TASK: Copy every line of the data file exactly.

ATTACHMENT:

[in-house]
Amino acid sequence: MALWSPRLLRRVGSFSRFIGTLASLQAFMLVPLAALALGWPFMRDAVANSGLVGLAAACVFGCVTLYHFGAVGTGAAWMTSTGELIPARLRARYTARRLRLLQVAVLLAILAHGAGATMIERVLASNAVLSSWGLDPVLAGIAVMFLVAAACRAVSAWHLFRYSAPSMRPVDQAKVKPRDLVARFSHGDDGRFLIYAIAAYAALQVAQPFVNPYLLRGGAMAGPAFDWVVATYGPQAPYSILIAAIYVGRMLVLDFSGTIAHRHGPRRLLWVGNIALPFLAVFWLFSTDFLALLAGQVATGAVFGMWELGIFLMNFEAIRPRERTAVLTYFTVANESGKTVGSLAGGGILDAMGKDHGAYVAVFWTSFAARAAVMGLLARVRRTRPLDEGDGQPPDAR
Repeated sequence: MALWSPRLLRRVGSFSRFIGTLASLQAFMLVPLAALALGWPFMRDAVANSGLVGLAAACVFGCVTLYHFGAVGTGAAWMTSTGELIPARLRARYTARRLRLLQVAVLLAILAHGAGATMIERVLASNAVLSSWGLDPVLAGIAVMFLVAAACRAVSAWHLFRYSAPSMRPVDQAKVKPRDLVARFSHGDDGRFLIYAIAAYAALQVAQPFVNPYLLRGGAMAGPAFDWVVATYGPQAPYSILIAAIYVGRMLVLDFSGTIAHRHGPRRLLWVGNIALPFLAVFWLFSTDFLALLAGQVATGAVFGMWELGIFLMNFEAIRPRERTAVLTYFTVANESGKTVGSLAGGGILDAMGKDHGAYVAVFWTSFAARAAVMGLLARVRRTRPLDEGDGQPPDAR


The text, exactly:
[in-house]
Amino acid sequence: MALWSPRLLRRVGSFSRFIGTLASLQAFMLVPLAALALGWPFMRDAVANSGLVGLAAACVFGCVTLYHFGAVGTGAAWMTSTGELIPARLRARYTARRLRLLQVAVLLAILAHGAGATMIERVLASNAVLSSWGLDPVLAGIAVMFLVAAACRAVSAWHLFRYSAPSMRPVDQAKVKPRDLVARFSHGDDGRFLIYAIAAYAALQVAQPFVNPYLLRGGAMAGPAFDWVVATYGPQAPYSILIAAIYVGRMLVLDFSGTIAHRHGPRRLLWVGNIALPFLAVFWLFSTDFLALLAGQVATGAVFGMWELGIFLMNFEAIRPRERTAVLTYFTVANESGKTVGSLAGGGILDAMGKDHGAYVAVFWTSFAARAAVMGLLARVRRTRPLDEGDGQPPDAR
Repeated sequence: MALWSPRLLRRVGSFSRFIGTLASLQAFMLVPLAALALGWPFMRDAVANSGLVGLAAACVFGCVTLYHFGAVGTGAAWMTSTGELIPARLRARYTARRLRLLQVAVLLAILAHGAGATMIERVLASNAVLSSWGLDPVLAGIAVMFLVAAACRAVSAWHLFRYSAPSMRPVDQAKVKPRDLVARFSHGDDGRFLIYAIAAYAALQVAQPFVNPYLLRGGAMAGPAFDWVVATYGPQAPYSILIAAIYVGRMLVLDFSGTIAHRHGPRRLLWVGNIALPFLAVFWLFSTDFLALLAGQVATGAVFGMWELGIFLMNFEAIRPRERTAVLTYFTVANESGKTVGSLAGGGILDAMGKDHGAYVAVFWTSFAARAAVMGLLARVRRTRPLDEGDGQPPDAR